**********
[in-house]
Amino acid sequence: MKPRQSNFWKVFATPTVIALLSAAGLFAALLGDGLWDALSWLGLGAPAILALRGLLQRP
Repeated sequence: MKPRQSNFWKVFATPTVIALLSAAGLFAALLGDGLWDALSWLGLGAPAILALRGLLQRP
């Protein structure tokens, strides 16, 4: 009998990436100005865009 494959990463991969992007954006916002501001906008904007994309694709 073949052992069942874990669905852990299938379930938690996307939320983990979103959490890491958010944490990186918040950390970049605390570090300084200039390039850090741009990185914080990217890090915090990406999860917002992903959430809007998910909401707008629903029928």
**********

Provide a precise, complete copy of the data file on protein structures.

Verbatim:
[in-house]
Amino acid sequence: MKPRQSNFWKVFATPTVIALLSAAGLFAALLGDGLWDALSWLGLGAPAILALRGLLQRP
Repeated sequence: MKPRQSNFWKVFATPTVIALLSAAGLFAALLGDGLWDALSWLGLGAPAILALRGLLQRP
């Protein structure tokens, strides 16, 4: 009998990436100005865009 494959990463991969992007954006916002501001906008904007994309694709 073949052992069942874990669905852990299938379930938690996307939320983990979103959490890491958010944490990186918040950390970049605390570090300084200039390039850090741009990185914080990217890090915090990406999860917002992903959430809007998910909401707008629903029928």